In 2011, India’s Ministry of Health and Family Welfare suggested a rule change that includes four new pictorial warnings for tobacco and bidi products, as well as four new pictorial warnings for smokeless packages. India proposed visual warnings that would cover 40% of the front of all cigarette packaging on September 27, 2012.On October 15, 2014, the government requested that larger warnings covering 85 percent of the front and rear of the pack be used to comply with international requirements.

Global Status on Health Warning Labels

The International Status Report, 2014 ranked 198 countries depending on the magnitude of their Health Warning Labels. Thailand is first with the most warnings (85%), followed by Australia with 82.5 percent size and plain packaging. With rankings of 4, 13, and 79, Nepal (75 percent), Sri Lanka (60 percent), and Pakistan (40 percent) have overcome challenges and issued large visual warnings. In comparison to other countries, India is ranked 136th (20 percent). After 143 countries, no pictorial health warnings are presented at all.

Beginning in 2012, all tobacco products manufactured in Australia for domestic consumption had to be marketed in plain packets. Tobacco industry logos, brand imagery, colours, and promotional language other than brand and product names in a standard colour, location, font style, and size are prohibited on retail packaging, according to the law. According to the research, Ireland and New Zealand have begun the legislative process to implement plain/standardized packaging, while the United Kingdom is considering doing so.

Impact of Pictorial Health Warning 

To date, research has highlighted the importance of packaging as a means of communicating with smokers, and it has backed up two main precedents established in the last decade: the inclusion of graphics and the escalating size of warnings on the pack. Fifth-generation graphic warning labels began to take hold as a result of the FCTC’s implementation, mostly replacing second- and fourth-generation Health Warning Labels.

According to a meta-analysis of experimental studies, graphical health warnings drew and held people’s attention better; they evoked strong cognitive, emotional, and fear-related responses; they evoked unfavorable attitudes toward packs and smoking; and they evoked quit intentions. Pictorial health warnings outperform verbal health warnings in terms of perceived effectiveness in terms of avoiding, reducing, and quitting smoking. Evasiveness was increased by using visual warnings. According to a study, cigarette pack warnings that are bold, massive, and use graphic images may be useful in promoting smoking cessation.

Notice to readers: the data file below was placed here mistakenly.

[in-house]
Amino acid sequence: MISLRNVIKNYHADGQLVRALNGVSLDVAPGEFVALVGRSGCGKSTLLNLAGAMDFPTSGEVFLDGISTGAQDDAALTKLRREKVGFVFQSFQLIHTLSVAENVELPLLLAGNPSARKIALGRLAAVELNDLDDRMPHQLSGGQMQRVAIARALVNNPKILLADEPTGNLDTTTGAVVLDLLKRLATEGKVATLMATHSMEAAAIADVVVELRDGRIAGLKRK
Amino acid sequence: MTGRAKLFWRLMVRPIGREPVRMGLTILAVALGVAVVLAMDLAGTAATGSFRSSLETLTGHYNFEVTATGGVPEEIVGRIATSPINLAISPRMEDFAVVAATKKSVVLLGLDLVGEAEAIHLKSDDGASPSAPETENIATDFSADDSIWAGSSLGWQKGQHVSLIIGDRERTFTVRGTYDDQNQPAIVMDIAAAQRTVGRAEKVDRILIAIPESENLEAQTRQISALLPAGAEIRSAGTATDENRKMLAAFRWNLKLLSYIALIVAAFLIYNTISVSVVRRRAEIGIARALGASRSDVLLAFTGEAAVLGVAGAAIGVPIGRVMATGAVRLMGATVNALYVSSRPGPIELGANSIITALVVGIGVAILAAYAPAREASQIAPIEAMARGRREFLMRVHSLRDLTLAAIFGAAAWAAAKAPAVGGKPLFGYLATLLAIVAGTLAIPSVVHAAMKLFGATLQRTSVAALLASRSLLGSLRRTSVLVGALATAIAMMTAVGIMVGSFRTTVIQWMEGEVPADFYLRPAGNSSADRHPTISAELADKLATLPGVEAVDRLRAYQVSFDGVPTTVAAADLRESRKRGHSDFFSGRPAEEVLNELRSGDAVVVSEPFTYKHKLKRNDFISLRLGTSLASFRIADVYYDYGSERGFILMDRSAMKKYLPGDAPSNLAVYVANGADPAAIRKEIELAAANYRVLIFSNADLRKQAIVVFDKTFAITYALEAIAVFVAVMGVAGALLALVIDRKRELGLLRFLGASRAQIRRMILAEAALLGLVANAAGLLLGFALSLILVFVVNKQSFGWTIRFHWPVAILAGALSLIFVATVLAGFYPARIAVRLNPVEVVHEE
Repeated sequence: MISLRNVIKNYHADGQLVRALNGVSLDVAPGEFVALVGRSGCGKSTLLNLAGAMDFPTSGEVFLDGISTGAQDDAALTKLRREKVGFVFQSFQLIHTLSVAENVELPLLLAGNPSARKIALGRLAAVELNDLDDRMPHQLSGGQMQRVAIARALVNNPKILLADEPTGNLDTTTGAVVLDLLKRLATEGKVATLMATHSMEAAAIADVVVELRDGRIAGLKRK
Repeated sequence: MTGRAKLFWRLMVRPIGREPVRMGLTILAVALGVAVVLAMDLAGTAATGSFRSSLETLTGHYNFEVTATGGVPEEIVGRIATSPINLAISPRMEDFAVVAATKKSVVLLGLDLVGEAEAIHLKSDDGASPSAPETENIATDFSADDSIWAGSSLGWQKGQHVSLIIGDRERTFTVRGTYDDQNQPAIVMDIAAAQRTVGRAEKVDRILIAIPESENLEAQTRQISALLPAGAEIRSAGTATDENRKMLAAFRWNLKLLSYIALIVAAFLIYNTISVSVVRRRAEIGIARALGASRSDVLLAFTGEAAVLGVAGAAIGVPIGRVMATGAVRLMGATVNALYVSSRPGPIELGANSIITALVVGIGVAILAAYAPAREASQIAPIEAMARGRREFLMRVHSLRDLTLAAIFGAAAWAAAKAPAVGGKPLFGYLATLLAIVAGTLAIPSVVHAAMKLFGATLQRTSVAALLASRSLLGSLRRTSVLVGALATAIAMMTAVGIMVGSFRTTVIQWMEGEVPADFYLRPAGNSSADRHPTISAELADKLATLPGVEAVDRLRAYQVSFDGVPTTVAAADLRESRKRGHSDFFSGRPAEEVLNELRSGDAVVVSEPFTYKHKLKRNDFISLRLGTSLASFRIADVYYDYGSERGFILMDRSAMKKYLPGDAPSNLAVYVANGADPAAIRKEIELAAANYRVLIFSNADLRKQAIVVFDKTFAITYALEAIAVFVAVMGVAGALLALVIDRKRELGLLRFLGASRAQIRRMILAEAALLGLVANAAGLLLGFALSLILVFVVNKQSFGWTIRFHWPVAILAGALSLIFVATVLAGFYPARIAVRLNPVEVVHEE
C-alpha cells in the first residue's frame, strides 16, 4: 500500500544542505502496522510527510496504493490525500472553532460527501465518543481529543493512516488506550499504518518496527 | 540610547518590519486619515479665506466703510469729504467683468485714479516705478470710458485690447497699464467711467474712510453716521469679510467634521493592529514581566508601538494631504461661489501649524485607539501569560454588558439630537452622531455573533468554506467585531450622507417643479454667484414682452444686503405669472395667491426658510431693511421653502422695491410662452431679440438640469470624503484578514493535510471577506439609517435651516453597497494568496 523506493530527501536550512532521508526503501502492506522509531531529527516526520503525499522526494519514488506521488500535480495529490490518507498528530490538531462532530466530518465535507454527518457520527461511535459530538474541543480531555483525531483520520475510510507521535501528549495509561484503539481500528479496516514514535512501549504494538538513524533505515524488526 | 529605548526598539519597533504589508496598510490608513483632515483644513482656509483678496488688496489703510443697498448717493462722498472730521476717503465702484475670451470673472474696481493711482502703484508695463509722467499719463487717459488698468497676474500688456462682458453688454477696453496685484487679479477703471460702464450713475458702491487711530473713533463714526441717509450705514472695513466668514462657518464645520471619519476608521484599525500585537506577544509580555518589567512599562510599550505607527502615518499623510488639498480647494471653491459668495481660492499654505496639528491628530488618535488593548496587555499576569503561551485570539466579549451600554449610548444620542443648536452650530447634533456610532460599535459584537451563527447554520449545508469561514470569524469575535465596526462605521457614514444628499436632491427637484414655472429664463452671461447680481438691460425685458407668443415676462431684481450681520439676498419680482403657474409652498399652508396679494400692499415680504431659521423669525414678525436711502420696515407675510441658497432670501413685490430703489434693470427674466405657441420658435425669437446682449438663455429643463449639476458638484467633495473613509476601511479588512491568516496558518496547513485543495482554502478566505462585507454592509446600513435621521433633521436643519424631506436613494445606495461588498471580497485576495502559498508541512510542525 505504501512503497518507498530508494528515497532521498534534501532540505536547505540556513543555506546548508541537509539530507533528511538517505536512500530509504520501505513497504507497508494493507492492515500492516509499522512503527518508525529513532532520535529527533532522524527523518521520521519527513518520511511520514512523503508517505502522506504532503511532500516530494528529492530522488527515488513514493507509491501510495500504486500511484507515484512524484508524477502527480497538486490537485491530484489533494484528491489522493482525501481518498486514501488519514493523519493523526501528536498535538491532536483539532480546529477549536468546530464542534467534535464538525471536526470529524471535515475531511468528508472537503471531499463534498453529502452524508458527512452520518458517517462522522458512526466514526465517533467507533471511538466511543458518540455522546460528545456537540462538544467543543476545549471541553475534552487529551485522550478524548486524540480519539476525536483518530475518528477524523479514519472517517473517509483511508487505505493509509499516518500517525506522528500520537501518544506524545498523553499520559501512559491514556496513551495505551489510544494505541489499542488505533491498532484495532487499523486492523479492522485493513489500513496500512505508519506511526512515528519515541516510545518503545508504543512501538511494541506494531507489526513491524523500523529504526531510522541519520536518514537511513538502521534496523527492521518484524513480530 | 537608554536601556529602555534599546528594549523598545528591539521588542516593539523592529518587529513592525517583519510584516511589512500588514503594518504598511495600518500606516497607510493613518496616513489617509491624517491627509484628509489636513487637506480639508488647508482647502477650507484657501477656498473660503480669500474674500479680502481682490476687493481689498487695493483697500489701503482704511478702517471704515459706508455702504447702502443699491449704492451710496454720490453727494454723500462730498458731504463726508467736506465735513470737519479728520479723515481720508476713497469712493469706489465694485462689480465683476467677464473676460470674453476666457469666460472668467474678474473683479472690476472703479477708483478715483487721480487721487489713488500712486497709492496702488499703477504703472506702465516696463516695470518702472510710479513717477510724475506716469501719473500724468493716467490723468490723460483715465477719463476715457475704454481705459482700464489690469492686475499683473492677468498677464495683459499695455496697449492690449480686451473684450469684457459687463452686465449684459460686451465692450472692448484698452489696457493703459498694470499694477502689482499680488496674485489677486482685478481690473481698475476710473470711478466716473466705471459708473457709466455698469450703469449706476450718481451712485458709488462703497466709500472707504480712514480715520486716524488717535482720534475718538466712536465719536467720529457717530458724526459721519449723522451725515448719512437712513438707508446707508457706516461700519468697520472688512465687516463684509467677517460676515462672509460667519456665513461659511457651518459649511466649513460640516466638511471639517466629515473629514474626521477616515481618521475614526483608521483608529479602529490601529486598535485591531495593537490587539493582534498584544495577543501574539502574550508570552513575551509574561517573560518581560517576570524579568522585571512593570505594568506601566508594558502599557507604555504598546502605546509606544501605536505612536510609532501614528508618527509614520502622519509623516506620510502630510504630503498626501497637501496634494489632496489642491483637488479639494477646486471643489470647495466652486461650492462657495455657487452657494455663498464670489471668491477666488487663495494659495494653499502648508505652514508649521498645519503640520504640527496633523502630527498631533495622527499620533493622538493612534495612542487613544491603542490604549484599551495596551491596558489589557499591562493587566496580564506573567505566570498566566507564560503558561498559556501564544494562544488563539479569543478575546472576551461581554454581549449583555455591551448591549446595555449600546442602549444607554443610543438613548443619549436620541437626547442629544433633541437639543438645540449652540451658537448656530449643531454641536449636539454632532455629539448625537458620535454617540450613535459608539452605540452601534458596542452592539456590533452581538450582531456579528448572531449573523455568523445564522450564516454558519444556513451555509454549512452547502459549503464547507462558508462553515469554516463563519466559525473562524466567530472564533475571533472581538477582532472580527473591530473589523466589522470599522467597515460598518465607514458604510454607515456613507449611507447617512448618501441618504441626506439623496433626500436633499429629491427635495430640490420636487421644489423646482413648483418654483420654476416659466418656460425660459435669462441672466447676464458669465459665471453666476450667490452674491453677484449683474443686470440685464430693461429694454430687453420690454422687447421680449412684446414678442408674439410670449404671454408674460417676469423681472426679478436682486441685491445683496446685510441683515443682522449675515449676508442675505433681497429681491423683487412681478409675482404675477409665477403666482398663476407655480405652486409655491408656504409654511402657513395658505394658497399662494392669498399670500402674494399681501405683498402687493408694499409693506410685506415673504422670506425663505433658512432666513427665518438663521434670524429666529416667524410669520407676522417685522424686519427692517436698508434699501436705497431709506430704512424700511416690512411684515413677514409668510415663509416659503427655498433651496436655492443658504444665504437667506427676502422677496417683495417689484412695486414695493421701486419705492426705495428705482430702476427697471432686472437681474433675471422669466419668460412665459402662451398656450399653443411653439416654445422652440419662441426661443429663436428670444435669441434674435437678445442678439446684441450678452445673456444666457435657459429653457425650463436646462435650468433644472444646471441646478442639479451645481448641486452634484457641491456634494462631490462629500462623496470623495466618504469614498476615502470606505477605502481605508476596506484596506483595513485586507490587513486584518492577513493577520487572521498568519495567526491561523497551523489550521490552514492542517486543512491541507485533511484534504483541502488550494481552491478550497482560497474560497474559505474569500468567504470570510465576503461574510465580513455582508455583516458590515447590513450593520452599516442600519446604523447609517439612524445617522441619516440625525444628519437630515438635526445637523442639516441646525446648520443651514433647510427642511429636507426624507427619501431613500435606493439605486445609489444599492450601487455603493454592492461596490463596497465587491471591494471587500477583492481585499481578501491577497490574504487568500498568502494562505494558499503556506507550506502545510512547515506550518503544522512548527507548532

While some studies have found that pictorial health warning labels have a greater impact than text-only ones, others have found contradictory results. It has been shown that strong pictorial warnings have poorer recall than less graphic or non-graphic warnings; they do not improve teenage expectations to be non-smokers a year later; and they have no effect on non-smoking teen views about cancer or addiction.

Because the tobacco industry bears the entire cost of producing and printing health warning labels, they have been designed as a cost-effective method for preventing the marketing of tobacco products. Because packaging is not disposed soon after it has been opened, it has a higher effectiveness than other consumer items. If health warning labels are not revised on a regular basis, their impact wears off over time as the novelty wears off. To reduce the wear and tear of health warning labels, it is recommended that they be rotated on a regular basis.

Upshot

Tobacco usage is the world’s leading preventable cause of death and disease. Tobacco product packaging can be used to inform consumers about the health consequences. There has been a movement in the past few years from text warnings on the side of packs to pictorial warnings on the front of packs in a variety of sizes, colors, and images. Pictorial health warning labels are an evidence-based policy that has been shown successful by countries that have adopted them. Pictorial warnings on cigarette packs have become a global tobacco control approach due to their great exposure, practically global reach, and inexpensive cost. As a result, more effective Health Warning Labels are urgently needed to tackle the expanding tobacco catastrophe. In the coming future, more international research and coordination from member countries is required.

References